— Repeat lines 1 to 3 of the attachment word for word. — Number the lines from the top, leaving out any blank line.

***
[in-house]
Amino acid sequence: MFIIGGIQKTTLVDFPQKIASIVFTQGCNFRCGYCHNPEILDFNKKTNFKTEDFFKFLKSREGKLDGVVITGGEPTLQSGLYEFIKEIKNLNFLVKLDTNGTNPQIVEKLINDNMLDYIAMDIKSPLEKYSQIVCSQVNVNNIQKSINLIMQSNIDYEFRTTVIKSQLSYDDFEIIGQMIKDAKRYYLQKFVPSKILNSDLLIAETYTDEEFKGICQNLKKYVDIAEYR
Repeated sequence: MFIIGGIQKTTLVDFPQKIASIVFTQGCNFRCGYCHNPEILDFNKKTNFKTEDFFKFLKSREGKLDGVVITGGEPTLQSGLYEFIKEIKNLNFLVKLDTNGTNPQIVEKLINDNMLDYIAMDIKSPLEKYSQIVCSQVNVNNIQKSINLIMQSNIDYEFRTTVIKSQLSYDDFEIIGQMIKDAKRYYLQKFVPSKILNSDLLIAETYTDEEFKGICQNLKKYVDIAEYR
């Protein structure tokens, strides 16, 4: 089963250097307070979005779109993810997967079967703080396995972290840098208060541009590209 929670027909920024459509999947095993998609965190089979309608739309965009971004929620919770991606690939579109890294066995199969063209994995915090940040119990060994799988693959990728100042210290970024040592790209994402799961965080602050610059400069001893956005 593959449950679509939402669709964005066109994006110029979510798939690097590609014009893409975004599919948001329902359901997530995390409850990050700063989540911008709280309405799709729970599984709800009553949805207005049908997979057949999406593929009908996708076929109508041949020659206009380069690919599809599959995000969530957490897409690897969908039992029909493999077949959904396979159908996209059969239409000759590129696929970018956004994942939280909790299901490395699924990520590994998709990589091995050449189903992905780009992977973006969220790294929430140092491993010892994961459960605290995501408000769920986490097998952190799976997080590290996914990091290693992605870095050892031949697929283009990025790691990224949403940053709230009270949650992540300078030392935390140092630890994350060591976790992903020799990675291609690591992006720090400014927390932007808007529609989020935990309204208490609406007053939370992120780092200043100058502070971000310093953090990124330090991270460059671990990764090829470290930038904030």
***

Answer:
[in-house]
Amino acid sequence: MFIIGGIQKTTLVDFPQKIASIVFTQGCNFRCGYCHNPEILDFNKKTNFKTEDFFKFLKSREGKLDGVVITGGEPTLQSGLYEFIKEIKNLNFLVKLDTNGTNPQIVEKLINDNMLDYIAMDIKSPLEKYSQIVCSQVNVNNIQKSINLIMQSNIDYEFRTTVIKSQLSYDDFEIIGQMIKDAKRYYLQKFVPSKILNSDLLIAETYTDEEFKGICQNLKKYVDIAEYR
Repeated sequence: MFIIGGIQKTTLVDFPQKIASIVFTQGCNFRCGYCHNPEILDFNKKTNFKTEDFFKFLKSREGKLDGVVITGGEPTLQSGLYEFIKEIKNLNFLVKLDTNGTNPQIVEKLINDNMLDYIAMDIKSPLEKYSQIVCSQVNVNNIQKSINLIMQSNIDYEFRTTVIKSQLSYDDFEIIGQMIKDAKRYYLQKFVPSKILNSDLLIAETYTDEEFKGICQNLKKYVDIAEYR